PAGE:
Medicare fraud can be a big business for criminals. Medicare loses approximately $60 billion annually due to fraud, errors, and abuse, though the exact figure is impossible to measure. Medicare is complicated. What may seem like an error to the beneficiary may simply be the result of a misunderstanding about benefits. It may also be abuse, which involves billing for services that are not covered or are not correctly coded. Medicare fraud assumes criminal intent. The Centers for Medicare and Medicaid Services (CMS) defines fraud as “the intentional deception or misrepresentation that the individual knows to be false or does not believe to be true” and that is made “knowing

  • Virtually, People of All Ages Can Prevent Elder Abuse

    Elder abuse is a serious public health and human rights issue that impacts us all on some level. This also means that there’s something – big or small – each of us can do to prevent elder abuse in our communities. While the COVID-19 pandemic exposed just how widespread ageism is in our society, the National Center on Elder Abuse (NCEA) leaned into the interdependence of all age groups to promote elder justice. Through various ways, the NCEA team strengthened connections with youth advocates to facilitate the flow of support between generations. We’ve Zoomed into classrooms across the country to share what elder abuse is, how it impacts people of

  • Help with financial needs as we age

    As we grow older, we face many financial decisions. Where will I live? Who will help me manage my money if I am no longer able to do it myself? How can I protect my money from scammers? The Consumer Financial Protection Bureau (CFPB) is here to help older adults answer those questions and make financial decisions with confidence. Our Office for Older Americans creates resources to help older adults make sound financial decisions as they age, and educate people about scams and financial exploitation. The COVID-19 pandemic shined a light on the challenges of caregiving and the importance of preparing for the unexpected. We offer resources to help you

  • Beyond COVID-19: Changes in Long-term Care

    To date, almost 660,000 nursing home residents in the U.S. have contracted COVID-19[i] and more than 133,000 have died of the virus and/or related complications.[ii] The number of casualties remains unprecedented and astounding. Yet, the full impact of the disease on surviving residents is still unknown. For much of the past year, beyond the bare numbers reported by long-term care facilities to the Centers for Medicare and Medicaid Services (CMS), little was revealed about the lived experiences of facility residents. Contagion containment restrictions imposed by CMS and implemented by facilities prevented most outside visitation and oversight. Even long-term care ombudsmen, who advocate on behalf of residents and ordinarily have unfettered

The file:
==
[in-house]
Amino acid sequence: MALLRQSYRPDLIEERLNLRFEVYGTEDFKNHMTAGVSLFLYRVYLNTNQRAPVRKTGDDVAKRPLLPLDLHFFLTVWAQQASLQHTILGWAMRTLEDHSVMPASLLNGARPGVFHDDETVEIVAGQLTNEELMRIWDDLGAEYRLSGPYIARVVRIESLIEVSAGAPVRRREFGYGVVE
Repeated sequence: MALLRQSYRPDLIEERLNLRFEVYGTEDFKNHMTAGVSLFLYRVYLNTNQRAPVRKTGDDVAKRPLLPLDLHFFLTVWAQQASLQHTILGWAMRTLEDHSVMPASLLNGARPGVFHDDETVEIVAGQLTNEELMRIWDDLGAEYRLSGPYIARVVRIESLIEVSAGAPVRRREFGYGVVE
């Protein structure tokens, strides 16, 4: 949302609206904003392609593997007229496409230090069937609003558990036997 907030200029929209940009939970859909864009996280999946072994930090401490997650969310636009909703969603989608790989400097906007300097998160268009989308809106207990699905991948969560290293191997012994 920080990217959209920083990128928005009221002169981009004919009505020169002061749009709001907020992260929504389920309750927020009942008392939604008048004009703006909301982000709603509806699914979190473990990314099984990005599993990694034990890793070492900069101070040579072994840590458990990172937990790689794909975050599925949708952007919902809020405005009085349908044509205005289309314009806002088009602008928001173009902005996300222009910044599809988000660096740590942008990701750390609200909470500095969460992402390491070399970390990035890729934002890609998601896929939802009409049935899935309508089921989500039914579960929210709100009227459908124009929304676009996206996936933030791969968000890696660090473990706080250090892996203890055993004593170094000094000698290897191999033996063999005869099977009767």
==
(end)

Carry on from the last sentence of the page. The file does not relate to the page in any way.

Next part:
• LGBT Community Stands Strong Against Isolation during COVID-19

    As the nation began to take shelter at home during the early days of the COVID-19 Pandemic, SAGE (the national advocacy and services organization for LGBT older adults) knew that older LGBT people would be at increased risk of isolation. Up until this time, there was a heavy reliance on in-person programming through SAGE Centers, Affiliate, and LGBT community centers across the country to reach older LGBT people. Remaining in contact with an already isolated older adult community became a number one priority for SAGE. The response from SAGE was swift. Within a week of the SAGE headquarters closing the office and centers in New York City, a team of



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Special Thanks to Judith D. Tamkin

We are sincerely appreciative to Judith D. Tamkin for her gift to help establish the USC Center on Elder Mistreatment’s website. Her deep and personal commitment to eradicating elder abuse is helping to reshape our understanding of elder abuse and ultimately save innumerable older adults from abuse and neglect.